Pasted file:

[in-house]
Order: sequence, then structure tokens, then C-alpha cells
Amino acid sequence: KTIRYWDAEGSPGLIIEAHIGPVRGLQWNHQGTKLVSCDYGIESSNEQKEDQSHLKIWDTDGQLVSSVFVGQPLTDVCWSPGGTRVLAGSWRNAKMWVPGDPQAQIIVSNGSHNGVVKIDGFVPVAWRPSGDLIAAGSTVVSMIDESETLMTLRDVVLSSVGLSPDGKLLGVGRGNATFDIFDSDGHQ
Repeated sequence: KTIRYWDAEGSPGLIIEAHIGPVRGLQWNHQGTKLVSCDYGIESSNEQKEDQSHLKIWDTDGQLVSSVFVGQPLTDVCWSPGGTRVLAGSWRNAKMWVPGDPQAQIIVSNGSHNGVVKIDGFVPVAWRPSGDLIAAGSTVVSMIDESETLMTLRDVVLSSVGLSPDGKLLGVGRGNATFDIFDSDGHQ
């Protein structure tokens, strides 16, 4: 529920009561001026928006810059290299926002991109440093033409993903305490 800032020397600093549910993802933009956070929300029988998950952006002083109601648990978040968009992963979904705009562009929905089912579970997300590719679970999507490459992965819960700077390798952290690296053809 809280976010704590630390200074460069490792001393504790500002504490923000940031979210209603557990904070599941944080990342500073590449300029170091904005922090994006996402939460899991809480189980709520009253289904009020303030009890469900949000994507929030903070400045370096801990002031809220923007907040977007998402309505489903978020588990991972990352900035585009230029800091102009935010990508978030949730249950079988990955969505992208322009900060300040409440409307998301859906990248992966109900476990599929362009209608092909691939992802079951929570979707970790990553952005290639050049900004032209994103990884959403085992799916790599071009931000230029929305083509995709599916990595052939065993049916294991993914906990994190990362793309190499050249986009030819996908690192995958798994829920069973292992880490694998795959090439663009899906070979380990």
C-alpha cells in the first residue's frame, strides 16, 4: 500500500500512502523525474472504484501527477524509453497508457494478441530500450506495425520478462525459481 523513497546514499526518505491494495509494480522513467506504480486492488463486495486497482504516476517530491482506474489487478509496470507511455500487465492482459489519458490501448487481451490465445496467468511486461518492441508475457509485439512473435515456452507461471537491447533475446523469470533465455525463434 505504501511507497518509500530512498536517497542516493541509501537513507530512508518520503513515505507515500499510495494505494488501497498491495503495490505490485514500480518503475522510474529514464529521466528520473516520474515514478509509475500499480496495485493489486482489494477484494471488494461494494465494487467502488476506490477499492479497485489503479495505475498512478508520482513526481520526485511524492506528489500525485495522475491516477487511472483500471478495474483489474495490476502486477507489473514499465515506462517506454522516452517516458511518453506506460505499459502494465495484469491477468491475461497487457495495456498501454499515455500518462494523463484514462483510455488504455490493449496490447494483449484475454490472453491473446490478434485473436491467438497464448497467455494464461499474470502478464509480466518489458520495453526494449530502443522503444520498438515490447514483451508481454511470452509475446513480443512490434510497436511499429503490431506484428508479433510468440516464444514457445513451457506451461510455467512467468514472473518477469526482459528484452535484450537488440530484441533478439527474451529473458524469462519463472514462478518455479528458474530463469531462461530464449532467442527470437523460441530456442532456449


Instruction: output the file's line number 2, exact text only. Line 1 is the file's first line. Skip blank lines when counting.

Order: sequence, then structure tokens, then C-alpha cells